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Five Ways To Show Your Employees You Appreciate Them


Barnaby Lashbrooke

Founder and CEO of Time etc, author of The Hard Work Myth

8 minute read

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Work is an integral part of each of our lives and it can be as rewarding as it is challenging. As a business owner, it’s easy to get wrapped up in the day-to-day of running your company, but the best organizations understand that the benefits of happy employees don’t stop with your staff, but can impact your business, too.

Why does it matter?

Last year, around 38 million people quit their jobs in what is being referred to as “The Great Resignation”, “The Big Quit”, or “The Great Reshuffle”. Although “resignation” and “quit” imply that these individuals are leaving the workforce completely, this is not the case. This mass turnover was largely due to feelings of being unappreciated and unsupported in their roles, and people no longer feel bound to jobs that don’t value them.

And the truth is, the real cost of staff turnover is much higher than you might think. All business owners should consider how the following factors would affect their company:

Financial cost

When you need to fill a position after an employee leaves, it’s not just their salary you need to consider. New hires can cost companies over $4,000 each through recruitment costs, training, and management time during the onboarding process.

Reduced productivity

At its most basic level, while you are looking to fill the role of an employee who has quit, you have a smaller team and fewer people to get everything done.

And once you fill the vacancy, it may take a new employee a considerable amount of time to reach the same productivity levels as their predecessor. Management experts Gallup find that it takes around 12 months for a new employee to reach peak performance potential. Industry analyst Josh Bersin agrees, stating that “people are what we call an ‘appreciating asset.’ The longer we stay with an organization the more productive we get - we learn the systems, we learn the products, and we learn how to work together.”

Lower staff morale

When an employee leaves, you may not have just lost a productive member of your team, but your remaining employees may have lost a work friend. According to Gallup’s "State of the Global Workplace" 2021 report, one of the main ways employers can be competitive and maximize business performance is to “foster employee wellbeing by encouraging friendships at work”.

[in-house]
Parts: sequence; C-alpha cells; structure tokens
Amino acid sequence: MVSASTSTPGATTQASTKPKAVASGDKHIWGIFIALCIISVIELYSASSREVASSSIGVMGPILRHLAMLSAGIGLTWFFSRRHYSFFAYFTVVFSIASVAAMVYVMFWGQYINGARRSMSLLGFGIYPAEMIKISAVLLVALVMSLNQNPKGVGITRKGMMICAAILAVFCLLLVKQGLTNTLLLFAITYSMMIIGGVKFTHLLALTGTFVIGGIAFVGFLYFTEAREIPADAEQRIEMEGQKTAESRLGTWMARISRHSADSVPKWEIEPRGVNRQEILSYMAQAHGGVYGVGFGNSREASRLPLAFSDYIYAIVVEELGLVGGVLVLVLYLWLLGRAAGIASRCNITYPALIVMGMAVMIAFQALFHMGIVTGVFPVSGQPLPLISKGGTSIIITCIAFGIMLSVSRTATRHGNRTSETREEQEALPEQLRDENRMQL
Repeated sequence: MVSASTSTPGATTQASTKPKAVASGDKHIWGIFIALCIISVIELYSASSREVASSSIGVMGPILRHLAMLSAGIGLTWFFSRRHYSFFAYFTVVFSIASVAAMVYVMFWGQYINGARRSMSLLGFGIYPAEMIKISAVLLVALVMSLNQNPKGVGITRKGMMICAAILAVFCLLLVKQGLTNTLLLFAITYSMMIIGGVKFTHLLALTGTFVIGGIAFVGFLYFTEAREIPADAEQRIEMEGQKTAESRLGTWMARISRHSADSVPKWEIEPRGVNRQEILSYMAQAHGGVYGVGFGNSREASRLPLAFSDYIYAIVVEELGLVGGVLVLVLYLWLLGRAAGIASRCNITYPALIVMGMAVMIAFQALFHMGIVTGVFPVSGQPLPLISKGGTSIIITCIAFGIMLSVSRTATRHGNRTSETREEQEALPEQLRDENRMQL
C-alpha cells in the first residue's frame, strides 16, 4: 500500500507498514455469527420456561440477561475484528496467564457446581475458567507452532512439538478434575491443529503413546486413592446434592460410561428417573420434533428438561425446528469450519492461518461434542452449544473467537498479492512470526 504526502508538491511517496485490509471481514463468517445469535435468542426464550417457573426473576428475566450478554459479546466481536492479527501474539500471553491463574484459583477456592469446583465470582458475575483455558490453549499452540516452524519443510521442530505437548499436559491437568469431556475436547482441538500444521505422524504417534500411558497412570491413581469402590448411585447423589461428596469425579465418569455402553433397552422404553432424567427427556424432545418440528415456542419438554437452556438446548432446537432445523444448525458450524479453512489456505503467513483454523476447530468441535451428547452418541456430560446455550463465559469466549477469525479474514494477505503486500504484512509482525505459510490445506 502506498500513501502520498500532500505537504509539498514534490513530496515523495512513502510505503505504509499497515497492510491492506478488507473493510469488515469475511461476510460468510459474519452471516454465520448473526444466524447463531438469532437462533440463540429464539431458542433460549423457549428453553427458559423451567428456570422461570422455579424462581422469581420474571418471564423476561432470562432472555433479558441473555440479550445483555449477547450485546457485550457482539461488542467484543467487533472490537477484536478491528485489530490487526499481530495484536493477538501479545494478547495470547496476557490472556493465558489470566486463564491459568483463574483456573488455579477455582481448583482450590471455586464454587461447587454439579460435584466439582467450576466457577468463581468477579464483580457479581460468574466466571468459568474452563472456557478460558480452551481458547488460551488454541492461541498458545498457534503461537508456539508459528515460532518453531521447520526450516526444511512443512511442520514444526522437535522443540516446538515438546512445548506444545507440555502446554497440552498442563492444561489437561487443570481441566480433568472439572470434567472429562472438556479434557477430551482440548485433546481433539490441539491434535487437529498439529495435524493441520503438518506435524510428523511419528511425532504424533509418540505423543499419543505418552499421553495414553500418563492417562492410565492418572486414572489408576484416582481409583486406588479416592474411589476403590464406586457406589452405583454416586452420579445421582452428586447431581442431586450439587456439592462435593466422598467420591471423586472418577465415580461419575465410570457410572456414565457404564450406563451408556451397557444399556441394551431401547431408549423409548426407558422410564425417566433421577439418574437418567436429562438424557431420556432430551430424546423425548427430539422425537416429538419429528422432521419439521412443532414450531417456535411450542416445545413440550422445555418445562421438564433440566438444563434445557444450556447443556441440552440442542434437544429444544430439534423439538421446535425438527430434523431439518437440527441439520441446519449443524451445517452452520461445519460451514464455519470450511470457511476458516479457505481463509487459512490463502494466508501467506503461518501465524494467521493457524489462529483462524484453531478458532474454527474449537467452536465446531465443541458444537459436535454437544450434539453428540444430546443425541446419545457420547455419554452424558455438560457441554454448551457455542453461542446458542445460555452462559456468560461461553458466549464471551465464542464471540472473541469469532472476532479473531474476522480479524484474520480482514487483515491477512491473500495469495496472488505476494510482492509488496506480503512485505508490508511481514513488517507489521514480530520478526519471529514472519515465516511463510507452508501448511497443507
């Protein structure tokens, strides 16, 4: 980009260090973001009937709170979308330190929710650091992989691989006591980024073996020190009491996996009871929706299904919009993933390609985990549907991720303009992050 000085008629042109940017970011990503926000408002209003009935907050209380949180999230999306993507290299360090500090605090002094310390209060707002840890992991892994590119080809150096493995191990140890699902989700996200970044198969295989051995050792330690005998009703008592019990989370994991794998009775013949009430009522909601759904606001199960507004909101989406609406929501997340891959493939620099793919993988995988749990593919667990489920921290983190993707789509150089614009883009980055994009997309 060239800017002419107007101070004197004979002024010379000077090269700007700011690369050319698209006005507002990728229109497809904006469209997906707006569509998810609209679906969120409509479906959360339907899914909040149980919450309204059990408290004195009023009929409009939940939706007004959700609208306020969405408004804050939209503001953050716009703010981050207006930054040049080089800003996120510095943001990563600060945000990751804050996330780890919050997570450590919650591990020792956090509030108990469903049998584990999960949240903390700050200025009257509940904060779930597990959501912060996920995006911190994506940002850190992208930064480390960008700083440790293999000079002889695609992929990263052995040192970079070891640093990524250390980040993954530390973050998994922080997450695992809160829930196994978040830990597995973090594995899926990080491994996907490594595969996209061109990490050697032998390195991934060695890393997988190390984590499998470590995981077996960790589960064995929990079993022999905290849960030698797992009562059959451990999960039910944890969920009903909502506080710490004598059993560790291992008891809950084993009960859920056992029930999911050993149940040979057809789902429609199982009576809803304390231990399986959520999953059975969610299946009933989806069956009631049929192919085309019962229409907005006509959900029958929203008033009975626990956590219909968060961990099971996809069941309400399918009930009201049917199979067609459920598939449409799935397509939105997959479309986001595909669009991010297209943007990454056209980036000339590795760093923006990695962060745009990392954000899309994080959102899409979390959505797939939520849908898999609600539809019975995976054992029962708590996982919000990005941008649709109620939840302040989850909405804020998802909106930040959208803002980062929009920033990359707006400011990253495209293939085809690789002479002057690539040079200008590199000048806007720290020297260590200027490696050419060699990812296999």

Whether you’re a small business owner or a manager of a big team, here are five easy ways you can get started on letting your employees know how much you appreciate their hard work.

Develop and maintain a culture of gratitude

To say that most bosses do not appreciate the efforts of their employees would not be accurate, but perhaps this isn’t always communicated effectively. World-leading gratitude researcher Dr. Robert Emmons suggests “There’s a gap between what a company thinks it’s doing to appreciate great work, and what its employees see happening on a day-to-day basis: Only 7% of employees say their company is excellent at appreciating great work, while 56% of management say their company is above average at appreciation.”

From both a business and a personal perspective, acknowledging and thanking employees for a job well-done is more than just a “nice” thing to do. According to a survey by the American Psychological Association (APA), employees who felt valued by their employers were considerably more likely to report better physical and mental health, as well as higher levels of engagement, satisfaction, and motivation, compared to those who did not feel valued.

The best way to start and foster a culture of gratitude is from the top-down. Where you lead, others will follow. When it comes to receiving gratitude at work, experts have found there is a "spillover” effect, where employees become more likely to trust each other and help each other out.

Gratitude culture can also be promoted by allowing employees to recommend one another for small awards or internal recognition. Who has gone the extra mile recently? Who received glowing feedback from a client or customer? Who has exceeded their goals? Who came up with a solution to a problem? Who completed a project before the deadline? When you allow employees to be happy and share that happiness with one another, you can greatly improve the morale inside your entire organization. When employees feel happier at work, 85% say they take more initiative, 73% say they are better collaborators, and 48% care more about their work.

However, your culture should also look to thank those who do not promote themselves to be noticed, as well. It’s important to be sure that there is attention paid to everyone who is contributing in a significant way on a regular basis.

Regular feedback